Treasurer Josh Frydenberg has hinted Victorians could be given a $1,000 disaster payment as compensation for the drawn-out two-week lockdown.
The senior cabinet minister from Melbourne has so far ruled out reviving a JobKeeper wage subsidies scheme for his home state, with the Covid restrictions extended for another week.
But he hinted he was open to a $1,000 payment, similar to a policy deployed during natural disasters as Victoria recorded three new locally-acquired coronavirus cases.
‘Any support provided to Victoria, would be temporary, it would be targeted, it would be through existing systems,’ Mr Frydenberg told Sunrise on Thursday.
‘They are the principles that serve does very well from the start of the crisis.’
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Treasurer Josh Frydenberg has suggested Victorians could be given a $1,000 disaster payment as compensation for the two-week lockdown
Who would get $1,000 Covid payment?
The existing Australian Government Disaster Recovery Payment policy provides $1,000 to adults and $400 to families for each child under 16
It applies to those whose principal place of residence has been destroyed or badly damaged from a natural disaster
Recipients have to produce either a birth certificate, driver’s licence, bank statement or Medicare card
The relief policy was last activated in March to help residents of the New South Wales mid-north coast who suffered from flooding
‘We do recognise that with the extension of the lockdown in Victoria, there is a need and there is obviously a lot of pain that families and businesses have been going through.’
Under the existing Australian Government Disaster Recovery Payment policy, adults affected by a flood, bushfire or earthquake are each entitled to $1,000 each, while children under 16 each get $400.
Instead of having to retool the JobKeeper scheme, which ended on March 28, individuals affected by the lockdowns would be able to have assistance paid straight into their bank account.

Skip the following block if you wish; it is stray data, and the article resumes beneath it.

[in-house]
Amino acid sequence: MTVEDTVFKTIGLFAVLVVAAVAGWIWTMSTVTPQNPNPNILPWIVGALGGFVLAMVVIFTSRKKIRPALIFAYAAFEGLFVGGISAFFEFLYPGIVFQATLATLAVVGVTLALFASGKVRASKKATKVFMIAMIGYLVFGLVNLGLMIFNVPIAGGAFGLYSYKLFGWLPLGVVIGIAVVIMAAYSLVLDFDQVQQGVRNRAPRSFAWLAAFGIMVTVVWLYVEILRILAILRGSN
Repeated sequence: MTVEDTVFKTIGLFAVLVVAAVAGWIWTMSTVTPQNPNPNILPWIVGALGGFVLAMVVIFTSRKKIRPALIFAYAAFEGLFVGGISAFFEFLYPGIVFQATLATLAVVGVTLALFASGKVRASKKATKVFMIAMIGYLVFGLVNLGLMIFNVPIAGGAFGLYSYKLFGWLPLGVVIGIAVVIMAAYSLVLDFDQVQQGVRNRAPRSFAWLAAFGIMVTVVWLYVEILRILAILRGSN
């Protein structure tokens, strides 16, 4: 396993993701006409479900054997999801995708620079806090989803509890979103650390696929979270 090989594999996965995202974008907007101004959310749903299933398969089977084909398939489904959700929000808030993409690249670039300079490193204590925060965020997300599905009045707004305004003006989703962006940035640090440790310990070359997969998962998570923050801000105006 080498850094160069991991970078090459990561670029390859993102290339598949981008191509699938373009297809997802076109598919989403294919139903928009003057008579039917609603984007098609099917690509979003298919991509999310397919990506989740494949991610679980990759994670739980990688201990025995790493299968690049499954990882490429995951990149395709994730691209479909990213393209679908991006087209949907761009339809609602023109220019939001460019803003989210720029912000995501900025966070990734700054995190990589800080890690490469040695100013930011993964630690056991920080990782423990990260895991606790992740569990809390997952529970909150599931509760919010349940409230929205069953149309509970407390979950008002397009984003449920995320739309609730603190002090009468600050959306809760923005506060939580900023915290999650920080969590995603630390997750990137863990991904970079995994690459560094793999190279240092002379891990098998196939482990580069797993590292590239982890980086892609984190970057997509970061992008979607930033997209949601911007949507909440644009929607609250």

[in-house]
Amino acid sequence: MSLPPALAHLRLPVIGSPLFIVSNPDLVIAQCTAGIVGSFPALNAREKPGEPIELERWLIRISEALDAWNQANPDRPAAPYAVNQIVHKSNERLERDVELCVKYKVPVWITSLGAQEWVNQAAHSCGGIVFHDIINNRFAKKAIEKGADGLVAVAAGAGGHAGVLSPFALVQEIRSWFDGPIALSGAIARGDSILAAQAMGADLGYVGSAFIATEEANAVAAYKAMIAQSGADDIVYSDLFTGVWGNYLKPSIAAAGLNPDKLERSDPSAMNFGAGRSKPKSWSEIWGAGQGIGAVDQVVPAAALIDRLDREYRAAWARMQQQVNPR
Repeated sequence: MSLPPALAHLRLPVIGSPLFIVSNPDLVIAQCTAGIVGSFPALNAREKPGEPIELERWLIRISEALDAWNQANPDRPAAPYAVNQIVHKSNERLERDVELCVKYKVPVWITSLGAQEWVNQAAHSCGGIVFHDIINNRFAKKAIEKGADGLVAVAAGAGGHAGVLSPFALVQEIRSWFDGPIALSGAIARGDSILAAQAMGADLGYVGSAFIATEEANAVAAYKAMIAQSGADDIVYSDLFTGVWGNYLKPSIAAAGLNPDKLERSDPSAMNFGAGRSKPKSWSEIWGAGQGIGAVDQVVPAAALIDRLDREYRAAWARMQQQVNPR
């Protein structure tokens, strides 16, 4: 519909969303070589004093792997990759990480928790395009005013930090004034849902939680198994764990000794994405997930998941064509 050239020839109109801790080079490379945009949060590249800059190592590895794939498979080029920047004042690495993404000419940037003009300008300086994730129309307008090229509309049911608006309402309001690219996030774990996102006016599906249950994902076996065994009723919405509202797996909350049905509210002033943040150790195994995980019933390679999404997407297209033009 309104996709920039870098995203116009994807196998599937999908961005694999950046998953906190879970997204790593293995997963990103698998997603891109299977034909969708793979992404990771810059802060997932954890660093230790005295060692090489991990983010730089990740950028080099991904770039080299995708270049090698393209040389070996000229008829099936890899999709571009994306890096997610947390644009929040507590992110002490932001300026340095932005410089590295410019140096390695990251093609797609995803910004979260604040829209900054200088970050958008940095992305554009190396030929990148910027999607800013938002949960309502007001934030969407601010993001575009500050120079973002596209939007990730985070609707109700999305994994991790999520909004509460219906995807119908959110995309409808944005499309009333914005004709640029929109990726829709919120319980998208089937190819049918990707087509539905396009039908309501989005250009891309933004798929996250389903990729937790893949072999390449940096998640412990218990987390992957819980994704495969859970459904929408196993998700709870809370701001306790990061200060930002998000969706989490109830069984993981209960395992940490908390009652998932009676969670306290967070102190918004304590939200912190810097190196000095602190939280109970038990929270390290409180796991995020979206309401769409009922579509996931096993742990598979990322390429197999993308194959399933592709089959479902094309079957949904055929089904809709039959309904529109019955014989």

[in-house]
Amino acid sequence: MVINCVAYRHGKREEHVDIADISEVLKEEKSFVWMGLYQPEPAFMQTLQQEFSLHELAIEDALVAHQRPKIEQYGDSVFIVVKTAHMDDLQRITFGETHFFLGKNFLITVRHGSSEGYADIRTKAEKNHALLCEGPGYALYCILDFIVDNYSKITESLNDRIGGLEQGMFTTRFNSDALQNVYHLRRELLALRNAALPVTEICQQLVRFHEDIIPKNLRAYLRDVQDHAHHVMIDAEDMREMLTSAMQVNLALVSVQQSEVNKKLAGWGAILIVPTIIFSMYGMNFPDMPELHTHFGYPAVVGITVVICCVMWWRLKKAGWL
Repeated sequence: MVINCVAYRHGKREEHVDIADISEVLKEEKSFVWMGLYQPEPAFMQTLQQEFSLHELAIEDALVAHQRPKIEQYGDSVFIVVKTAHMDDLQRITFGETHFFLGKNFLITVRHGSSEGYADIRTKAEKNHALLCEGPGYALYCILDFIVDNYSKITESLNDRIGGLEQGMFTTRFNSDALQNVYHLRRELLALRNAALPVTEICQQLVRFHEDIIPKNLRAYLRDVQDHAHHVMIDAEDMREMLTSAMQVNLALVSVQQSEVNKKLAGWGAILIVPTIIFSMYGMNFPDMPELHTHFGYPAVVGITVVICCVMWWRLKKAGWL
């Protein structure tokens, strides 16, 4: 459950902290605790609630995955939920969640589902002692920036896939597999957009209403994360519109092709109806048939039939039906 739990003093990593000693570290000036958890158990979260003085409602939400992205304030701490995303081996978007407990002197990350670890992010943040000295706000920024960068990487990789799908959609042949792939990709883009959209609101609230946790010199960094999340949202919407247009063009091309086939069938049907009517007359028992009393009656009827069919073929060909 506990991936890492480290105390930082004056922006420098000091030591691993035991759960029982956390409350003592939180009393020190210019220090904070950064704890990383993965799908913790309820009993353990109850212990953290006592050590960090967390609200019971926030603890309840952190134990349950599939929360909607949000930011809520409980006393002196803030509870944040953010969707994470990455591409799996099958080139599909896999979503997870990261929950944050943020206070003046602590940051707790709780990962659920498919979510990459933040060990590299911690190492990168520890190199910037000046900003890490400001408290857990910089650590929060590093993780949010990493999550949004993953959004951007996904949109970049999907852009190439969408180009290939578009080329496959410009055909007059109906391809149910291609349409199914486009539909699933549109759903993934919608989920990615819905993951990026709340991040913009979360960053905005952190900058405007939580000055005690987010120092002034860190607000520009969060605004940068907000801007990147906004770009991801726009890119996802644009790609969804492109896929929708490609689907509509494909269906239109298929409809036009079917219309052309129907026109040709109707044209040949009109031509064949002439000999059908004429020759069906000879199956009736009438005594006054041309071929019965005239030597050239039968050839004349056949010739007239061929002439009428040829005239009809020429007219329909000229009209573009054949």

Mr Frydenberg, the Liberal Party’s deputy leader, said Victoria’s Labor government would have to chip in too.
‘They have to make a significant contribution,’ he said.
‘There are mechanisms for shared responsibility.’
Victoria’s Acting Premier James Merlino on Wednesday announced the state’s lockdown would be extended for another seven days when there were 60 active cases and two hospitalisations linked to the current outbreak.
Following that announcement, Mr Frydenberg said the federal government was considering a series of policies to compensate Victorians who are being forced to stay at home.
‘There are options that we are considering and that is one of many that we have looked at,’ he told ABC radio on Thursday.
‘There is a need in Victoria for continued support.’
Under the existing Australian Government Disaster Recovery Payment, adults affected by a flood, bushfire or earthquake are each entitled to $1,000 each, while children under 16 get $400 each. Pictured are empty seats in Melbourne
Victoria is now on its fourth statewide lockdown since the Covid pandemic began, with the latest restrictions blamed on an infected man returning to Melbourne after staying in Adelaide hotel quarantining accommodation.
The Labor state government has been blaming the federal government for the failed hotel quarantining system and wants the commonwealth to pay for purpose-built, cabin quarantining facilities like the ones at Howard Springs near Darwin.
In July last year, the federal Treasury estimated Melbourne’s three-month lockdown would cost the state economy $1billion a week.
The federal government has already spent more than $300billion on Covid relief measures, including $90billion on JobKeeper.
Mr Frydenberg’s third Budget, announced in May, delivered a deficit for 2021-21 of $161billion comprising 7.8 per cent of gross domestic product, the biggest proportion of the economy since World War II.
The strong economic recovery from the Covid recession reduced that deficit from $213.7billion, or 11 per cent of GDP, as announced in the delayed October 2020 Budget.
Victoria’s Acting Premier James Merlino on Wednesday announced the state’s lockdown would be extended for another seven days. Pictured are women exercising in Melbourne
Following that announcement, Mr Frydenberg said the federal government was considering a series of policies to compensate Victorians who are being forced to stay at home. Pictured is an empty cafe near the Yarra River